It is regarding mental health and the enormous lack of
provisions in place. We all know that there are problems with mental
health care, however here are something's that you may or may not know
about the current system; that users like myself come across:
1) The current wait time for CBT and counselling in our area is 12
This includes charitable outreach services like CRASAC, who have been
amazing in thinking up new ideas for the massive 'in the mean time'.
More worryingly, urgent cases like self harming or suicidal thoughts
the wait is 4 months. This is abhorrent. I am now so used to being told
'wait until' I've stopped asking for anything sooner. It makes me feel
negligible; how it must be for someone who is completely at the edge,
could be the straw that breaks the camels back.
2) The current wait to see a psychiatrist is approximately 3 months.
Usually you only get a referral if your GP thinks you are at serious
risk and/or has run through the 'firstline' in antidepressants and can
not prescribe anything stronger. You feel like you finally have reached
help, but you have 30 minutes to run through all of your issues, your
current meds, your past meds, any other health problems that could
hinder your progress. It's not enough. It's a medication focused
appointment where they can refer to the services mentioned above. Also
they are usually located in a hospital only environment, with very
little outreach, so can be hard to even just get there. You essentially
transfer from one wait list to another.
3) If you do get to see a psychiatrist, it's unlikely you'll see the
same one regularly.
Something I only found out recently (into my 18 month wait) that
actually your consultant actually works on rotation. This means every 6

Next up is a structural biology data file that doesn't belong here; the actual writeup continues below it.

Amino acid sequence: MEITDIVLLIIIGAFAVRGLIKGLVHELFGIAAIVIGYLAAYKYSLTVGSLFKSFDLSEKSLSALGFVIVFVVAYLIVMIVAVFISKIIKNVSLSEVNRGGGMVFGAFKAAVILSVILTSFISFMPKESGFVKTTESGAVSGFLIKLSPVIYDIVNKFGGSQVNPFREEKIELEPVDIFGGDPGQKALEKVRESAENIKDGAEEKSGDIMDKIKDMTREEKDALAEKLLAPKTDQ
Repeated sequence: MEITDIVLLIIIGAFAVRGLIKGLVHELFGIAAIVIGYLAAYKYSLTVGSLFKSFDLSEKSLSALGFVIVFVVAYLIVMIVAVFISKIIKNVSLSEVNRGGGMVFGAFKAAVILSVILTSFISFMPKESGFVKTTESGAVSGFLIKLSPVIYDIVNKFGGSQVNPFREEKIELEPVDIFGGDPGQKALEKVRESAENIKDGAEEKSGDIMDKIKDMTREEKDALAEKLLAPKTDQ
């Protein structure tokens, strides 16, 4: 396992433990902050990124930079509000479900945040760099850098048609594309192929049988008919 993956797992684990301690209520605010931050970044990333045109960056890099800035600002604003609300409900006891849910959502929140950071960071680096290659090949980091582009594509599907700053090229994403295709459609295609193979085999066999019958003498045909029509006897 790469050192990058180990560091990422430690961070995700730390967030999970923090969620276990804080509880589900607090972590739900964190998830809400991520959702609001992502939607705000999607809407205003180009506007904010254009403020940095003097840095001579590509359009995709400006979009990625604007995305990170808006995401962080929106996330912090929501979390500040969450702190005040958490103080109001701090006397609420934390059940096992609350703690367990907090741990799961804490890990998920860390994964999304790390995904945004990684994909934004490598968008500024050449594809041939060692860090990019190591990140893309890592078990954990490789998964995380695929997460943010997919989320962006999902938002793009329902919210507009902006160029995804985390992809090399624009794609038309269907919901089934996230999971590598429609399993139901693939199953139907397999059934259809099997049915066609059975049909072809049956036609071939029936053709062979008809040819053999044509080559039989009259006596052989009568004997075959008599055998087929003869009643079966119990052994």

months your consultant is replaced with someone new. You then have to
go through everything again, as (understandably) the Dr wants to hear
it from you, rather than notes. Your medication is likely to change,
and you have to go through withdrawal and then get used to your new
4) Crisis teams response to calls.
I'd like to point out here that the clue is in the name. You are
supposed to call for support if you feel like hurting yourself or
struggling to cope. They run limited hours (not 24/7) this means if
you're in crisis after 6 o'clock you're unlikely to get help from them.
Services like Samaritans do run 24/7 but they are not medically
trained. You also get a mixed response depending on who answers.
Sometimes it's the receptionist and you have to get past them first.
Responses I have had personally: 'can you call back, there's no one
available now', 'there's not much point in me doing anything, wait for
your appointment' and 'you need to call a different number sorry' (apparently despite seeing a Dr at that particular centre I was under a different areas care team).
Really I could go on, but these I feel are the major concerns right
now. Maybe instead of meeting with social media sites about video
content, he could perhaps meet with local care teams to see how
desperate they are. We need a voice, we need these problems made
public, we need to voice and act on this in parliament; let
them know what we are dealing with. If we had somewhere to turn, we
wouldn't be looking at ways to kill ourselves.
For articles related to this for more information at how little is actually available please see: